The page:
Advertising is mass communication an advertiser pays for in order to convince a certain segment of the public to adopt ideas or take actions of benefit to the advertiser (“The History of Advertising”).
In other words, advertising is a form of communication as well as a marketing function where the advertiser pays for the use of the communications media. It is non-personal (compared to personal selling) and has to be persuasive and convincing in order to sell or secure favorable consideration. The advertiser has to communicate facts and ideas to the public in such a way that the information fits the needs, wants, and interests of the public (Crisostomo 4).
Although the goals of advertisements may differ from ad to ad, there are generalizations that can be made. The first would be that ads are made to sell products, ideas, or services. The actual sale may be immediate or eventual and it is accomplished through the mass media rather than the salesperson.
The second generalization is that ads are there to develop goodwill and build prestige. This is accomplished through institutional or public-interest advertising.
Ads are also there to pre-sell products. With brand advertising, corporations are able to condition the minds of consumers to be loyal to their brand and purchase their products in the future.
Ads are also used to widen the demand for a product. This demand can be increased if the advertisement can demonstrate alternative ways of using the particular product. This requires an investigation of the primary, secondary, and potential uses of the product.
Ads are also aimed to establish brand superiority. Although by itself, advertising does not create an industrial monopoly, it can lead to the establishment of brand superiority and dominance.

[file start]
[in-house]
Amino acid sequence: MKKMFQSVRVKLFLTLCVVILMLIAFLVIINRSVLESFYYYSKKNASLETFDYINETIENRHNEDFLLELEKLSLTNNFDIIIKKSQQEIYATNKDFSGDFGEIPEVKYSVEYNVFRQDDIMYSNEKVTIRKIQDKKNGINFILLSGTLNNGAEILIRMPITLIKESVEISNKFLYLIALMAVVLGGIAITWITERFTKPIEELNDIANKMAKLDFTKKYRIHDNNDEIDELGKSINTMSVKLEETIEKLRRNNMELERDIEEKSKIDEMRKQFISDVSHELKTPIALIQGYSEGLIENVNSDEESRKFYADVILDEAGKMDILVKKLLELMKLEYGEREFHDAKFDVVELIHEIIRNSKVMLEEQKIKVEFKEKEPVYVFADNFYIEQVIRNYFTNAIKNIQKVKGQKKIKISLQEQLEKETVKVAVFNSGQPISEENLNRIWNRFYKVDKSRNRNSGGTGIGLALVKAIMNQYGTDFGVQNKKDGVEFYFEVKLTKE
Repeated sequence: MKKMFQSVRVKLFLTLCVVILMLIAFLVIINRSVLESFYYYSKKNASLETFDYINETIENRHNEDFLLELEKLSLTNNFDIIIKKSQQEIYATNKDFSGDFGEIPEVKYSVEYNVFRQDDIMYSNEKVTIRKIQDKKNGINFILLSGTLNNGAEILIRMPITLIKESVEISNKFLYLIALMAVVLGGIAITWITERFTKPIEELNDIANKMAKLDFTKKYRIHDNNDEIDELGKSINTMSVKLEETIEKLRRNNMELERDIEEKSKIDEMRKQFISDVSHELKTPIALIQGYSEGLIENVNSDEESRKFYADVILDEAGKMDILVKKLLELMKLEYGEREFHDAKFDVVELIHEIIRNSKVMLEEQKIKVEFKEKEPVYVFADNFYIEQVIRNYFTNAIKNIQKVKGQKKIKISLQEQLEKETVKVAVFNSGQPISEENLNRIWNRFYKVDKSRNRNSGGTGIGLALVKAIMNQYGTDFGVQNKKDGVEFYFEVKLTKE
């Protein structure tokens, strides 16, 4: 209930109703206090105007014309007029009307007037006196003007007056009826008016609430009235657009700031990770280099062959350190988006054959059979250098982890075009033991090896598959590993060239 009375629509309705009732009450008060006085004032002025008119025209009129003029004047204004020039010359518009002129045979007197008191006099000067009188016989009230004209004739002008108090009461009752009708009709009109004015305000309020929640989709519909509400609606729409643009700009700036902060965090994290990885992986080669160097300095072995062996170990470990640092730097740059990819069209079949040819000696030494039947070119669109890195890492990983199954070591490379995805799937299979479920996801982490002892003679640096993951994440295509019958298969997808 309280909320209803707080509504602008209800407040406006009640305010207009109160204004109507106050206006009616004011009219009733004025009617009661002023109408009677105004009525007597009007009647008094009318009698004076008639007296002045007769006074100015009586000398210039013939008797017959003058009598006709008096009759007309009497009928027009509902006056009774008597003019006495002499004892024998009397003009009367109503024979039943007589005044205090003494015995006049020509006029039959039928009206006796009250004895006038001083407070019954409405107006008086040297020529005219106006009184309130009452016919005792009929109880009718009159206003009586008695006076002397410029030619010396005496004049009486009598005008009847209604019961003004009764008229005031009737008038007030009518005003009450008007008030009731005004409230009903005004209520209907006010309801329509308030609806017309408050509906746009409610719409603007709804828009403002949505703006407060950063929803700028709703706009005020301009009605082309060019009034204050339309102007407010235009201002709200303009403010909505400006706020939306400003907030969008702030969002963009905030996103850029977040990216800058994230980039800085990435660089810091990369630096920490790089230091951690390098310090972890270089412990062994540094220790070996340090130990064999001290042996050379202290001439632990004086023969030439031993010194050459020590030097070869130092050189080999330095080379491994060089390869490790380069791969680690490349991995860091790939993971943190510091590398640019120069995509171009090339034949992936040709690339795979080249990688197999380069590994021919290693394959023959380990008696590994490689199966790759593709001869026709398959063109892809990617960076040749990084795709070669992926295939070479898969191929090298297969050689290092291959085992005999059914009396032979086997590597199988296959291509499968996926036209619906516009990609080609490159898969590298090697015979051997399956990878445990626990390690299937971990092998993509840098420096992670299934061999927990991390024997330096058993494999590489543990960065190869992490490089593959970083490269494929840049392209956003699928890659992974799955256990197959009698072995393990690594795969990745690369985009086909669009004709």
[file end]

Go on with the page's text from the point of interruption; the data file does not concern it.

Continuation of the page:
Another goal of advertising is to maintain patronage. Retail establishments, particularly, depend on advertising largely in order to maintain customer patronage.
The last objective of advertising is to speed up the movement of merchandise. This is accomplished through the stimulation and expansion of demand (Crisostomo 14).
To achieve these goals, an advertisement must appeal to human desires. There are two types of human desires: the primary wants and secondary wants (Gomez and Arante 52).
In order for an ad to be effective, it must be continuous and long-term. It is said to consist of a cycle of three stages: introductory advertising, competitive advertising, and retentive advertising (Crisostomo 12).
Advertising is a means of mass communication where words and symbols are required to convey the basic theme to the audience. Choosing the wrong word or symbol may give or arouse images that are contrary to the advertiser’s purpose. These words and symbols make up the elements of an advertisement. These elements, specifically, are: the copy, the headline, the images, and the logo (Crisostomo 184-195).
For different mediums, different ways of writing advertising copies are done but must always be written from the consumers’ point of view. Many advertising copiers commit the error of writing television commercials in the same way they do radio copy. This must be avoided because television appeals to two senses (visual and aural) unlike the radio. Contrasting radio, crowding the commercial time with words will make it difficult for the viewer to retain the message (Crisostomo 185).
The importance of headlines cannot be overemphasized. Some say that it represents 50-80% of the value of an advertisement (Crisostomo 141). Let us
face it, the entire body of the commercial may be excellent and the visuals superb, but if the commercial does not grab the attention of the viewers right from the start, it may have just lost its audience. The headline, much like the copy, must stress the reader’s, not the advertiser’s interest (Crisostomo 145).
People are more interested in images combined with words than with words alone. These images serve as symbols, which are more easily decoded by the viewer than word or verbal symbols. Ideas are conveyed more quickly and clearly through images. Images can associate the product with a person or a specific class (Crisostomo 194-195).
The last element of an advertisement is the company logo or slogan. Placing this in an advertisement immediately separates the advertised product or service from the competitor’s product. A logo could attract buyers to a specific store or lend prestige to the products with consumer preference influenced by the association of the firm’s name with the advertised merchandise (Crisostomo 195).